Perhaps there is some contemporary definition (or, label) that is more “lenient” than the classical view of narcissism. Perhaps this more lenient view encompasses a greater range of behavior than the classical view–which connoted abject self-absorption. Perhaps…

    Your travails are honorable. I trust that you are finding your way with grace and dignity. You have my support and encouragement. My maternal grandmother often spouted her own brand of mountain wisdom. I remember her saying, “Do SOMETHING…even if it’s wrong.” Sometimes we beat ourselves to paralysis–wanting to be SURE that we are “right”–rather than putting a foot forward. Just sayin’…

  2. raisingsmartgirls says:

    If my friend reads this, I hope he doesn’t take offense. Sometimes I take points out of context, discuss them as I interpret them. If my friend interpreted narcissism in the classical sense, I decided to add address it here on my blog post since others might have that classical view too.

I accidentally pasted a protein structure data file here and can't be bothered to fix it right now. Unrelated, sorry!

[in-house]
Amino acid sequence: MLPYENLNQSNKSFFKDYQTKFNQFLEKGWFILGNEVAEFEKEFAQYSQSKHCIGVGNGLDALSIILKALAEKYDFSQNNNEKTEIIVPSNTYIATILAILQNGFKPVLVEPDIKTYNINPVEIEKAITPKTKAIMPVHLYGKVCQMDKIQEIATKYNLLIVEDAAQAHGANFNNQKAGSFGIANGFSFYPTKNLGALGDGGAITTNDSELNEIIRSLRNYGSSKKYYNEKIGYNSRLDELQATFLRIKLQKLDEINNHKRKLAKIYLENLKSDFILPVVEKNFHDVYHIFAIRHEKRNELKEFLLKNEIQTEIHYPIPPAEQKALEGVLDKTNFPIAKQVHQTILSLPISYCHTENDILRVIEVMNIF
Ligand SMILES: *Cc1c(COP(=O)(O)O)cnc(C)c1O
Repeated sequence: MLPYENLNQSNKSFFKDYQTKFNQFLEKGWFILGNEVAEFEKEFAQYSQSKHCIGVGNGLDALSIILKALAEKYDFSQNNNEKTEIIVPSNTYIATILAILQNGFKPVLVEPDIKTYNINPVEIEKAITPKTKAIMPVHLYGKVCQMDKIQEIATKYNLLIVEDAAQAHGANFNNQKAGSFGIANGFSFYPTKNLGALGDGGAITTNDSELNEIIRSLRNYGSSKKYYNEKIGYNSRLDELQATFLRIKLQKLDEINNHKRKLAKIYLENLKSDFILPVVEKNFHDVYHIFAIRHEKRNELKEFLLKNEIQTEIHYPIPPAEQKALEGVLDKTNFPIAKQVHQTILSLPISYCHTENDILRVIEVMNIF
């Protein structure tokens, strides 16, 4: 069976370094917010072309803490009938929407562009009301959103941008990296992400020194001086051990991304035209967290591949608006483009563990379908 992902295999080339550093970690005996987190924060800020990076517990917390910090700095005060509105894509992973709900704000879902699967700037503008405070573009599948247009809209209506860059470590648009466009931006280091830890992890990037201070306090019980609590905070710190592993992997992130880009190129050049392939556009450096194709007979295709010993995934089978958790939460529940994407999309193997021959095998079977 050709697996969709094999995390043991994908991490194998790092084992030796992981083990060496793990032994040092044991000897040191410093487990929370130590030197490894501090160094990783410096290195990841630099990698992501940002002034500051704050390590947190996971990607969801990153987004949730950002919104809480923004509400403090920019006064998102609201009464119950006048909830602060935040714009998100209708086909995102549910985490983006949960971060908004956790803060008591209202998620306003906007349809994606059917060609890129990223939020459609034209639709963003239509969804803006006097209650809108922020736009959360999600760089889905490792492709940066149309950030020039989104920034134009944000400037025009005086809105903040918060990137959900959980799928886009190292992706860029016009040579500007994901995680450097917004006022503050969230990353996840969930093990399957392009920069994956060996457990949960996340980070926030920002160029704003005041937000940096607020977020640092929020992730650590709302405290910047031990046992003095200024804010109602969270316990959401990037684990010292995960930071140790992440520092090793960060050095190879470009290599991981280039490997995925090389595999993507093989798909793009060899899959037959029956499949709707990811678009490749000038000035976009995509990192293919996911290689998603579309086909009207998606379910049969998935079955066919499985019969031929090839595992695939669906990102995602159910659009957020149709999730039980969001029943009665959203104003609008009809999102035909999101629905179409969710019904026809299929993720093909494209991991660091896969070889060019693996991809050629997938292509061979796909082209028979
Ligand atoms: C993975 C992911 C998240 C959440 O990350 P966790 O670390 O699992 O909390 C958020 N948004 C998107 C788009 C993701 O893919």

Quite honestly, I wasn’t sure if further discussion was welcome with my friend. I decided to address it on my blog because I just started to think that maybe I should stop bugging my friend and just address things on my blog instead.

    I know, I have issues I need to deal with. I know I am selfish and don’t want to do the hard work to get through to the other side. I have to though, otherwise I’m just going to do something stupid. I can’t live the way I’ve been living anymore. I’m fighting misery some days and I can’t stand it. Something is definitely not right when I feel like I’m barely hanging on. I just have to find out how to fix it.